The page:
I know what Mississippi teachers want for Christmas. They want Santa to haul politicians who think they know how to teach back with him to the North Pole and feed them to the reindeer or something… anything to keep them out of classrooms.
Do members of the Legislature go over to Highway Patrol headquarters to instruct troopers on how to make a traffic stop? How about the medical center? Do you reckon our state’s elected elite scrub up, waltz into surgery and give doctors pointers on a liver transplant?
But what began as a trickle of officious intermeddling with education has become a torrent.
The capper came when Lt. Gov. Tate Reeves issued a statement saying that while he once supported using the Common Core methodology in Mississippi public schools he has changed his mind. President Obama has co-opted the program, he said, and Mississippi must abandon the approach with all deliberate speed.
The next day, if not within hours, Gov. Phil Bryant issued a statement expressing how glad he was that Reeves (his fellow Republican on paper and frequent rival behind the scenes) had come around to Bryant’s viewpoint.
This seals the deal.
There is now, fully and officially, a Republican way to teach and a Democratic way to teach.
The gifted cartoonist Marshall Ramsey, whose work appears in The Clarion-Ledger, and another state editorial artist, Ricky Nobile, seized the moment.
Ramsey’s cartoon featured a frantic teacher sitting at her desk, arms flapping and hair sticking straight out. On the chalkboard behind her is written, “This year we’ll be teaching …
– No Child Left Behind (crossed out)
– MCT 2 (crossed out)
– Common Core (crossed out)
Whatever the governor and lieutenant governor create on a napkin.”
The caption reads: “After four years of teaching, Miss Smith snapped and joined the circus.”
Nobile’s cartoon made a similar point. It features Professor Phil and Professor Tate tossing the Common Core book into the trash in favor of the three R’s. “Readin’ ‘Riting and Re-Election.”
This state trains, tests and licenses public school teachers, requires continuing education and allows those trusted to staff classrooms to teach only the subjects for which they have obtained certification. The state refers to teaching as a “profession” and then treats teachers as dolts.
Be clear: There are lousy teachers on the public payroll, probably some crummy state troopers and doctors, too. There are poorly administered districts. But the way to deal with problems such as this is to improve hiring and retention, not to confound effective teachers with gimmickry.
Here is a fact political personages seem so unwilling to grasp: There is no one-size-fits-all approach or method to effectively teach young people.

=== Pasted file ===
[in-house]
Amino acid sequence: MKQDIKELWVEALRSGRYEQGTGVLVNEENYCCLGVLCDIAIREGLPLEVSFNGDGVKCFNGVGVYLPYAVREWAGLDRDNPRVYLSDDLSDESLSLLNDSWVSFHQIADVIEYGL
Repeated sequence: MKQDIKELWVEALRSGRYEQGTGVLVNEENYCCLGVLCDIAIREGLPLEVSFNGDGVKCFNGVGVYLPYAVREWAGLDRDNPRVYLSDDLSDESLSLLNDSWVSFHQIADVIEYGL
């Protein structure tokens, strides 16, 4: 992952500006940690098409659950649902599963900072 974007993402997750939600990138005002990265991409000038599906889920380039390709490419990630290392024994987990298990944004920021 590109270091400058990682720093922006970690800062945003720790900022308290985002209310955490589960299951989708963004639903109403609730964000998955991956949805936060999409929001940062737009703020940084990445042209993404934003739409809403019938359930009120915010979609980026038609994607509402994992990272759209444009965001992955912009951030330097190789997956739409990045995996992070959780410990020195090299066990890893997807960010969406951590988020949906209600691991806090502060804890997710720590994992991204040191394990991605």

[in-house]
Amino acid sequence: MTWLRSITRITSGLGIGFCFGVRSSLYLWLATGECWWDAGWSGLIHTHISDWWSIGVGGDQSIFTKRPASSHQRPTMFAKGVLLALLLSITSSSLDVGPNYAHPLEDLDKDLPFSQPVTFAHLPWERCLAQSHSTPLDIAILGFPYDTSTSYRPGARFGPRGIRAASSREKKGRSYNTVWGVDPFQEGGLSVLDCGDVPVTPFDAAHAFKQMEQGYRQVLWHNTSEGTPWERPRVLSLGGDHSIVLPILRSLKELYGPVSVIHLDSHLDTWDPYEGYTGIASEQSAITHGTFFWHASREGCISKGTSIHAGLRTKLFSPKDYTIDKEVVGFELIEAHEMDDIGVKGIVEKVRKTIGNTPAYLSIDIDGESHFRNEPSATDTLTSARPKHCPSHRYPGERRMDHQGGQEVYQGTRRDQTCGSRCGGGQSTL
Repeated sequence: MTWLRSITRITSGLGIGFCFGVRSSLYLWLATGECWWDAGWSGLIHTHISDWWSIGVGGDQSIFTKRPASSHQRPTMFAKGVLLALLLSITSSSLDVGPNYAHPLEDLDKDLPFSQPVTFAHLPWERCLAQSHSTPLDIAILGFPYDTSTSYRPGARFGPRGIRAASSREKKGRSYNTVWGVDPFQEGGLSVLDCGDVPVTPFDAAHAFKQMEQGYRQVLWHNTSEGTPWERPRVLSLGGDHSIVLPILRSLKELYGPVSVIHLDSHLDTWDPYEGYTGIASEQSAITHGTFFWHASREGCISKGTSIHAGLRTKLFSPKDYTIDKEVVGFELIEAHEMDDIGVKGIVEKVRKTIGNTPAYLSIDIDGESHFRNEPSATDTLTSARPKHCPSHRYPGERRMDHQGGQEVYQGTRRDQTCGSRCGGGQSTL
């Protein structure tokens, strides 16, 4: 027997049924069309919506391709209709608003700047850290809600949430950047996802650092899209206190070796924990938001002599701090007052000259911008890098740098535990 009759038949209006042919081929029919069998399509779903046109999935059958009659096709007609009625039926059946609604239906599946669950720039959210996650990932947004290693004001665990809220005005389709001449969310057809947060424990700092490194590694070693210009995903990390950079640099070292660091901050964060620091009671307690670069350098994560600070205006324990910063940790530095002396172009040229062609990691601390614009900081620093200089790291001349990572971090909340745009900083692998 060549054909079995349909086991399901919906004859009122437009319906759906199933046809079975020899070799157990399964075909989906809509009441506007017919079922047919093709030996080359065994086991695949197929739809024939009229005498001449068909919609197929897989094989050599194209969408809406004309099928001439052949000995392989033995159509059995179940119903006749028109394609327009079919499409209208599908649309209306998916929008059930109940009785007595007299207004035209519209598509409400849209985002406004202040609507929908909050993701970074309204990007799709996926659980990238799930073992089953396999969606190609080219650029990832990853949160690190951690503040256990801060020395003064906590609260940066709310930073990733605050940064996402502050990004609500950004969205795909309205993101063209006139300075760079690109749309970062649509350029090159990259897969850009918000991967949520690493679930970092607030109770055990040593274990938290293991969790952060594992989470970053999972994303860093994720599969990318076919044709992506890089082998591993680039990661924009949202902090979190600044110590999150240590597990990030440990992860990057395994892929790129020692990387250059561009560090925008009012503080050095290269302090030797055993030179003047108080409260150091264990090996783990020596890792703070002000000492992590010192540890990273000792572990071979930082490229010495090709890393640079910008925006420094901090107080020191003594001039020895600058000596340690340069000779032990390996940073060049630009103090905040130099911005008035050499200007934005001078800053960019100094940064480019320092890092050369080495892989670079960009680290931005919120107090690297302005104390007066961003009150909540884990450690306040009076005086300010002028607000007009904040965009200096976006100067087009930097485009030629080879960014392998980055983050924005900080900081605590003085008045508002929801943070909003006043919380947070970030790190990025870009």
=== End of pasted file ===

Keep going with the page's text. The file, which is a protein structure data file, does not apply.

Adding classroom techniques and tools is or can be a good thing. To this end, hiring high-priced consultants and deploying expensive copyrighted programs and materials has been the trend for several decades. The process of teaching and learning, however, has not really changed in thousands of years.
As the latest cure-all, Common Core has met hostility in social media and elsewhere mainly because a portion of the curriculum presents math as a language, not a fixed or static subject. It shows different methods — some really obscure — to solve problems. It invites students to think about options every time they encounter a challenge.
Sadly, this has been seized upon as a bad thing. Why, it’s even a threat to state sovereignty!
Initially, Common Core was embraced by Haley Barbour, by almost all other governors and by Mississippi and other state boards of education as an alternative, a route to independence from federal No Child Left Behind methodologies.
But it really doesn’t matter whether Common Core works or doesn’t work.
The reason is that something else will be along soon. There will be a rush to adopt the next big thing, more specifically the next big Republican thing or the next big Democratic thing.
Mississippi has some great schools, great teachers and great students. Maybe we deserve the bottom-of-the-pile rankings we get for education; maybe we don’t.
In any event, there’s no denying our elected elites look rather awkward as they speak from the end of the rankings about what should be going on at the front.
The state needs to select competent people to create and manage education policy. State and local governments need to provide school buildings, pay for utilities and books and to pay educators a living wage — and then leave them alone.
Charlie Mitchell is a Mississippi journalist. Write to him at firstname.lastname@example.org.
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